Changes to the National Energy Board Several changes have been made to the National Energy Board Act, R.S.C. 1985, c. N-7 and to other legislation (the Oil and Gas Operations Act and the Species at Risk Act) that impact upon the operation of the National Energy Board.
One effect of amendments made to the National Energy Board Act is the politicizing of decisions regarding the issuance of certificates of public convenience and necessity for pipelines. Prior to the passage of Bill C-38, the National Energy Board could either refuse to grant such a certificate or, if the National Energy Board determined that such a certificate ought to be granted, make a recommendation to the federal Cabinet for issuance of the certificate.
After amendment by Bill C-38, the National Energy Board no longer has the power to refuse a certificate of public convenience and necessity. All final decisions, whether to refuse or grant a certificate, will be made by the federal Cabinet. This provision is in force as of the date of Royal Assent and applies to applications currently before the National Energy Board.
Another change has been made to the National Energy Board’s consideration of applications for certificates of public convenience and necessity for a pipeline. Amendments to the Species at Risk Act, S.C. 2002, c. 29 (SARA) make s.77(1) inapplicable to the National Energy Board’s
decision to issue such a certificate. Section 77(1) of SARA provides:
(a) all reasonable alternatives to the activity that would reduce the impact on the species’ critical habitat have been considered and the best solution has been adopted; and (b) all feasible measures will be taken to minimize the impact of the activity on the species’ critical habitat.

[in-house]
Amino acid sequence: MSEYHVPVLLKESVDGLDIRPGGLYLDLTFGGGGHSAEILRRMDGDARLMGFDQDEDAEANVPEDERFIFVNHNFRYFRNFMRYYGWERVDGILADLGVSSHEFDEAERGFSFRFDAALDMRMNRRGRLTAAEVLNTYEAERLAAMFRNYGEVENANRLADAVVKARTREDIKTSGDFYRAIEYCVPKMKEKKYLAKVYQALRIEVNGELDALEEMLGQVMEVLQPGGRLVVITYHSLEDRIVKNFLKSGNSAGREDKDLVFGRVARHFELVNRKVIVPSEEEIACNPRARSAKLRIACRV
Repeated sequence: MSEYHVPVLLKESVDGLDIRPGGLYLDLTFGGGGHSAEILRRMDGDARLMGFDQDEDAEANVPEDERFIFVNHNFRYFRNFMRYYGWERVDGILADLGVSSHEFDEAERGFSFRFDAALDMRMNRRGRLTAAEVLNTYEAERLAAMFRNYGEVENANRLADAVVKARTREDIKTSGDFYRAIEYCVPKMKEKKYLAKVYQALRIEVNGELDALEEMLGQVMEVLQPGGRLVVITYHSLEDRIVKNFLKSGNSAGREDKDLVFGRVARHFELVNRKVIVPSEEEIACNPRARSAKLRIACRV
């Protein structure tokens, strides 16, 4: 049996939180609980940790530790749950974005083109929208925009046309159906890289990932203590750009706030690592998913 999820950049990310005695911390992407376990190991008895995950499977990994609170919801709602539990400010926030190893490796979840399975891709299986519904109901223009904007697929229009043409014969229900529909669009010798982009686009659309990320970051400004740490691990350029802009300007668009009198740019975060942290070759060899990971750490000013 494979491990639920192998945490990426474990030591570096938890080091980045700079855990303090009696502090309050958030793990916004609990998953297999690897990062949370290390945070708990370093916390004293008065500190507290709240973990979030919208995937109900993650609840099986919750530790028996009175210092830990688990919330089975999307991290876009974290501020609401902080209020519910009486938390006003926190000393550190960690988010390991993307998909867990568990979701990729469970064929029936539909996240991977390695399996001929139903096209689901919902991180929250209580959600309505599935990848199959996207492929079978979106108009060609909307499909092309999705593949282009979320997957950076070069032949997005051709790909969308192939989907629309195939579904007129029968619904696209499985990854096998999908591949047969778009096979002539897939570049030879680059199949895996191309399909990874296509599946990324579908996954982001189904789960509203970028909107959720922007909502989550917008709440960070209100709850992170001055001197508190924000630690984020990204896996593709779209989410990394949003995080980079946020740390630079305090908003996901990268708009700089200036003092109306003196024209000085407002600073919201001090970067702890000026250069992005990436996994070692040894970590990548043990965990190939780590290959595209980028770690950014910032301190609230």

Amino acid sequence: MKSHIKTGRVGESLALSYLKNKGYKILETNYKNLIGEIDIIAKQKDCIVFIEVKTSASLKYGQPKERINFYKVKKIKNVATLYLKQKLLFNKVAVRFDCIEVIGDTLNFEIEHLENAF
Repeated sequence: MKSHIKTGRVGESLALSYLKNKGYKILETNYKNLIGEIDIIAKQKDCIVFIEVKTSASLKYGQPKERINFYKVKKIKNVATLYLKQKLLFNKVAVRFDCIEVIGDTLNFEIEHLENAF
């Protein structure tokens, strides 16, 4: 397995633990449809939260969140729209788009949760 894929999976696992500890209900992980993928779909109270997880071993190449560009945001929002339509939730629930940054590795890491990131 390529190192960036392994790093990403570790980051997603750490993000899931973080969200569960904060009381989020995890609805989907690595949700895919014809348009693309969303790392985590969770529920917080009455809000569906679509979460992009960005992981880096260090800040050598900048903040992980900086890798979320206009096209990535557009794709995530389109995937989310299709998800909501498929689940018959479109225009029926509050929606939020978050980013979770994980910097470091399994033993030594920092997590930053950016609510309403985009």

In other words, the National Energy Board no longer needs to consider the potential impacts of a proposed pipeline on the critical habitat of Canada’s species at risk.
Another effect of amendments made by Bill C-38 is to change the treatment of pipeline crossings over navigable waters. This is accomplished by amendments to both the National Energy Board Act and the Canada Oil and Gas Operations Act, R.S.C. 1985, c. O-7. Prior to the amendments by Bill C-38, pipeline crossings over navigable waters required authorization under the Navigable Waters Protection Act, R.S.C. 1985, c. N-22. Pursuant to the amendments made by Bill C-38, a pipeline crossing will no longer be considered a “work” to which the Navigable Waters Protection Act applies. In other words, while a pipeline crossing navigable waters will require the authorization of the National Energy Board, there will no longer be a requirement for authorization under the Navigable Waters Protection Act.
Additional amendments to the National Energy Board Act include the imposition of legislative timelines for completion of environmental assessments prepared by the National Energy Board and the creation of new enforcement measures (including administrative penalties). As well, the National Energy Board is no longer required to consider the impact on the environment of an application to export electricity.
Changes to other Federal Environmental Laws In addition to changing the federal environmental assessment laws, fisheries laws and the operation of the National Energy Board, other aspects of federal environmental law have been amended by Bill C-38. A brief overview of these changes is provided below.
Canadian Environmental Protection Act, 1999 Some changes regarding permits issued under the Canadian Environmental Protection Act, 1999, S.C. 1999, c. 33 (CEPA, 1999) have been made by Bill C-38. The amendments allow